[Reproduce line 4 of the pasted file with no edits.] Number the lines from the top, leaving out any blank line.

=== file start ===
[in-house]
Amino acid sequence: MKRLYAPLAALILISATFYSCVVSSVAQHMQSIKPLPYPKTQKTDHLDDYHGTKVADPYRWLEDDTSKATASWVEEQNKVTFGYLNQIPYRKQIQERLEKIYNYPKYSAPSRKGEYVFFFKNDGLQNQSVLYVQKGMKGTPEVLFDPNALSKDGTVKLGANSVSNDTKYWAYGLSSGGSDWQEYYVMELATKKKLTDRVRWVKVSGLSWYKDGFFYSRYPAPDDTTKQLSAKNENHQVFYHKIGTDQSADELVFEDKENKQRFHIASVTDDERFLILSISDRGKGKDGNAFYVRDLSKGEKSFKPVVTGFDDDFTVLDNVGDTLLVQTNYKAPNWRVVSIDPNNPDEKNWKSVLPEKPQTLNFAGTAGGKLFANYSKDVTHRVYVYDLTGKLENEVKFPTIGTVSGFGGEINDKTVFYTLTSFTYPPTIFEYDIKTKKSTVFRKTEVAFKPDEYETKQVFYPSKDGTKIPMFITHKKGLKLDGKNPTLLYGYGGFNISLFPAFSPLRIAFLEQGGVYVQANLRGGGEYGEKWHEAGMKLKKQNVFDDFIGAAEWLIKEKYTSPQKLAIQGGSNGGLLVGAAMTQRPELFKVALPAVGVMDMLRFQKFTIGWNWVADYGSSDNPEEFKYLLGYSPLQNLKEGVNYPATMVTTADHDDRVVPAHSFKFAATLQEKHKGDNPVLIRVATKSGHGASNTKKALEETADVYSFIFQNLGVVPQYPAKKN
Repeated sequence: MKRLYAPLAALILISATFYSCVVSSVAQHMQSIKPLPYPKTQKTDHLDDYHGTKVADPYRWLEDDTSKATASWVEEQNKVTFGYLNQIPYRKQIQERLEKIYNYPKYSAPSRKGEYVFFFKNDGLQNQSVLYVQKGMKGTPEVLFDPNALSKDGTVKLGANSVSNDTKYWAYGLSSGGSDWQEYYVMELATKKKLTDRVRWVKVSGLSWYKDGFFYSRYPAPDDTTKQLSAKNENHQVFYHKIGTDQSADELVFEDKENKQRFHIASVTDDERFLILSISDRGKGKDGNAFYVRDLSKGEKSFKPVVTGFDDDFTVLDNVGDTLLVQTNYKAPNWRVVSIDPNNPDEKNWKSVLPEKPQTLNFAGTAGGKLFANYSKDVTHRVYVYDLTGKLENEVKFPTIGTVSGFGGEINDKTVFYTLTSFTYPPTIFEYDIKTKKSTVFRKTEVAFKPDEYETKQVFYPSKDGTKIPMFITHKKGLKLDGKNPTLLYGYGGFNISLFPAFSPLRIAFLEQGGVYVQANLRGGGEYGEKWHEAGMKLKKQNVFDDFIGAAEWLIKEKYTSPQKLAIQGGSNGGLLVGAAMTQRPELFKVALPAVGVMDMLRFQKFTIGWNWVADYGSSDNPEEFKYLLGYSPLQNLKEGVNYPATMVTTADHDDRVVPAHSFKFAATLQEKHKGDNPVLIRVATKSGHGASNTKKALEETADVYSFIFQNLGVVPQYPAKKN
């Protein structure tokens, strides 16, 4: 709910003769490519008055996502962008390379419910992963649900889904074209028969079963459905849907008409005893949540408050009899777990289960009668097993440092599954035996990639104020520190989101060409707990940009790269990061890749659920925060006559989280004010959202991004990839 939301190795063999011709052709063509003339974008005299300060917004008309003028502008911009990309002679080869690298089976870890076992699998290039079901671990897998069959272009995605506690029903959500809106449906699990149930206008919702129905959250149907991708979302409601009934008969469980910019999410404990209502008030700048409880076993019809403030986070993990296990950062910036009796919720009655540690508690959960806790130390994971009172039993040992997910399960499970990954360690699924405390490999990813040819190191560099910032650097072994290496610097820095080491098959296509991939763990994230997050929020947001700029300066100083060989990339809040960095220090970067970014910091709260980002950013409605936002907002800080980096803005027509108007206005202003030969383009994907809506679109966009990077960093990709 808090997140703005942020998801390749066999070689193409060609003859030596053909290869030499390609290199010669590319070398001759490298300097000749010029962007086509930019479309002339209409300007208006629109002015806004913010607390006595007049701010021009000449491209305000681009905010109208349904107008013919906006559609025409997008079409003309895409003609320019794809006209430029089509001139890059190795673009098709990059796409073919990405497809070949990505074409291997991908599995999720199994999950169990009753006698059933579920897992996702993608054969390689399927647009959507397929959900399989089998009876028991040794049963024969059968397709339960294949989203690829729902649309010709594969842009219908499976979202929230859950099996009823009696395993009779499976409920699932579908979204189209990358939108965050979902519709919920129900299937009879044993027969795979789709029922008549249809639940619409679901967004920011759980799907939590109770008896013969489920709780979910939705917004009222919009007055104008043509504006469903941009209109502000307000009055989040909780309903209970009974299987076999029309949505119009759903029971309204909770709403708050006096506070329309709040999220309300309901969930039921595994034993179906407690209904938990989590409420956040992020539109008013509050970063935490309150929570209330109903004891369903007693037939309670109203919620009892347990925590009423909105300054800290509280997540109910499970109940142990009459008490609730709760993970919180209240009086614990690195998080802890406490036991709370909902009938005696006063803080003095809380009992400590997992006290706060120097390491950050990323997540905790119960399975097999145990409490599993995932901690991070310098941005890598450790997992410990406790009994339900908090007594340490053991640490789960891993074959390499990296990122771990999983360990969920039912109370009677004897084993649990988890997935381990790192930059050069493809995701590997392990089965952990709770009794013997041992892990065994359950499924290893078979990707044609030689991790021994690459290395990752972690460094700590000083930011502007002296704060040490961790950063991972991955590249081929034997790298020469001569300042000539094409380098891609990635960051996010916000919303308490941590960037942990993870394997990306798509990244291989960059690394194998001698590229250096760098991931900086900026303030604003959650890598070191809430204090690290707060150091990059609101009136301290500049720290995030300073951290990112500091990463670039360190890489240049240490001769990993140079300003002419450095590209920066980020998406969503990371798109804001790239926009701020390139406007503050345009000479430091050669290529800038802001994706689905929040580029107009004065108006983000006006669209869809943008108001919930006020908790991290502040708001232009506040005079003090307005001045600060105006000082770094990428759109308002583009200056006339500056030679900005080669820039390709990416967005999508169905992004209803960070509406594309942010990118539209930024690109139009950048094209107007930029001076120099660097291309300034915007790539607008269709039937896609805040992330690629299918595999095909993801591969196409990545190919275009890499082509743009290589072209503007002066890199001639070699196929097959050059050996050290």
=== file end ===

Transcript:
């Protein structure tokens, strides 16, 4: 709910003769490519008055996502962008390379419910992963649900889904074209028969079963459905849907008409005893949540408050009899777990289960009668097993440092599954035996990639104020520190989101060409707990940009790269990061890749659920925060006559989280004010959202991004990839 939301190795063999011709052709063509003339974008005299300060917004008309003028502008911009990309002679080869690298089976870890076992699998290039079901671990897998069959272009995605506690029903959500809106449906699990149930206008919702129905959250149907991708979302409601009934008969469980910019999410404990209502008030700048409880076993019809403030986070993990296990950062910036009796919720009655540690508690959960806790130390994971009172039993040992997910399960499970990954360690699924405390490999990813040819190191560099910032650097072994290496610097820095080491098959296509991939763990994230997050929020947001700029300066100083060989990339809040960095220090970067970014910091709260980002950013409605936002907002800080980096803005027509108007206005202003030969383009994907809506679109966009990077960093990709 808090997140703005942020998801390749066999070689193409060609003859030596053909290869030499390609290199010669590319070398001759490298300097000749010029962007086509930019479309002339209409300007208006629109002015806004913010607390006595007049701010021009000449491209305000681009905010109208349904107008013919906006559609025409997008079409003309895409003609320019794809006209430029089509001139890059190795673009098709990059796409073919990405497809070949990505074409291997991908599995999720199994999950169990009753006698059933579920897992996702993608054969390689399927647009959507397929959900399989089998009876028991040794049963024969059968397709339960294949989203690829729902649309010709594969842009219908499976979202929230859950099996009823009696395993009779499976409920699932579908979204189209990358939108965050979902519709919920129900299937009879044993027969795979789709029922008549249809639940619409679901967004920011759980799907939590109770008896013969489920709780979910939705917004009222919009007055104008043509504006469903941009209109502000307000009055989040909780309903209970009974299987076999029309949505119009759903029971309204909770709403708050006096506070329309709040999220309300309901969930039921595994034993179906407690209904938990989590409420956040992020539109008013509050970063935490309150929570209330109903004891369903007693037939309670109203919620009892347990925590009423909105300054800290509280997540109910499970109940142990009459008490609730709760993970919180209240009086614990690195998080802890406490036991709370909902009938005696006063803080003095809380009992400590997992006290706060120097390491950050990323997540905790119960399975097999145990409490599993995932901690991070310098941005890598450790997992410990406790009994339900908090007594340490053991640490789960891993074959390499990296990122771990999983360990969920039912109370009677004897084993649990988890997935381990790192930059050069493809995701590997392990089965952990709770009794013997041992892990065994359950499924290893078979990707044609030689991790021994690459290395990752972690460094700590000083930011502007002296704060040490961790950063991972991955590249081929034997790298020469001569300042000539094409380098891609990635960051996010916000919303308490941590960037942990993870394997990306798509990244291989960059690394194998001698590229250096760098991931900086900026303030604003959650890598070191809430204090690290707060150091990059609101009136301290500049720290995030300073951290990112500091990463670039360190890489240049240490001769990993140079300003002419450095590209920066980020998406969503990371798109804001790239926009701020390139406007503050345009000479430091050669290529800038802001994706689905929040580029107009004065108006983000006006669209869809943008108001919930006020908790991290502040708001232009506040005079003090307005001045600060105006000082770094990428759109308002583009200056006339500056030679900005080669820039390709990416967005999508169905992004209803960070509406594309942010990118539209930024690109139009950048094209107007930029001076120099660097291309300034915007790539607008269709039937896609805040992330690629299918595999095909993801591969196409990545190919275009890499082509743009290589072209503007002066890199001639070699196929097959050059050996050290």